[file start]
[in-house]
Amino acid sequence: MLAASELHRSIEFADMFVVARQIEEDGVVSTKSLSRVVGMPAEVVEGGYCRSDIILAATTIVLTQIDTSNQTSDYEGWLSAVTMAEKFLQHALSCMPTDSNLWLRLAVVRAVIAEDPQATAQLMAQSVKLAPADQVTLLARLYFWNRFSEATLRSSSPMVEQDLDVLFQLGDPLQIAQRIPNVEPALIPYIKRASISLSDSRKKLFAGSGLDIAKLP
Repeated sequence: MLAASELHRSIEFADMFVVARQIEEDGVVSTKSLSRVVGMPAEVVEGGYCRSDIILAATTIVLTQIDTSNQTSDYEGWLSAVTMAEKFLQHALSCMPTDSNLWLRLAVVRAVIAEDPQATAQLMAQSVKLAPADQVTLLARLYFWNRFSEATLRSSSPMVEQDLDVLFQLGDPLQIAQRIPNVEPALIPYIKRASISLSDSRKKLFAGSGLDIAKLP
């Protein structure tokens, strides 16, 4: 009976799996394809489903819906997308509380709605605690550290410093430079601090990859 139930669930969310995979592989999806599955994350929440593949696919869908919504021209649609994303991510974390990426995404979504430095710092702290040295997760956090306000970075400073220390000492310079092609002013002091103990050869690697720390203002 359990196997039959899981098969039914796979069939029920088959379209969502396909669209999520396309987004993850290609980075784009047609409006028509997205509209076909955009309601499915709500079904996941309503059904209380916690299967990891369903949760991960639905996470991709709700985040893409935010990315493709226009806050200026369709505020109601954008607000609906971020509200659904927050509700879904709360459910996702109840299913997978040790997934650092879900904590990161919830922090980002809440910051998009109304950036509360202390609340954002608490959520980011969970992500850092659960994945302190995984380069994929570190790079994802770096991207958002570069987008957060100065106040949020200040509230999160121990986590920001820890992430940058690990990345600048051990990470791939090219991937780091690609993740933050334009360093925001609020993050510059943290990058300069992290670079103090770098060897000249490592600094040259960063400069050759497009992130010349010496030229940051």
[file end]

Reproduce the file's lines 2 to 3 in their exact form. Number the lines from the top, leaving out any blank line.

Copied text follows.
Amino acid sequence: MLAASELHRSIEFADMFVVARQIEEDGVVSTKSLSRVVGMPAEVVEGGYCRSDIILAATTIVLTQIDTSNQTSDYEGWLSAVTMAEKFLQHALSCMPTDSNLWLRLAVVRAVIAEDPQATAQLMAQSVKLAPADQVTLLARLYFWNRFSEATLRSSSPMVEQDLDVLFQLGDPLQIAQRIPNVEPALIPYIKRASISLSDSRKKLFAGSGLDIAKLP
Repeated sequence: MLAASELHRSIEFADMFVVARQIEEDGVVSTKSLSRVVGMPAEVVEGGYCRSDIILAATTIVLTQIDTSNQTSDYEGWLSAVTMAEKFLQHALSCMPTDSNLWLRLAVVRAVIAEDPQATAQLMAQSVKLAPADQVTLLARLYFWNRFSEATLRSSSPMVEQDLDVLFQLGDPLQIAQRIPNVEPALIPYIKRASISLSDSRKKLFAGSGLDIAKLP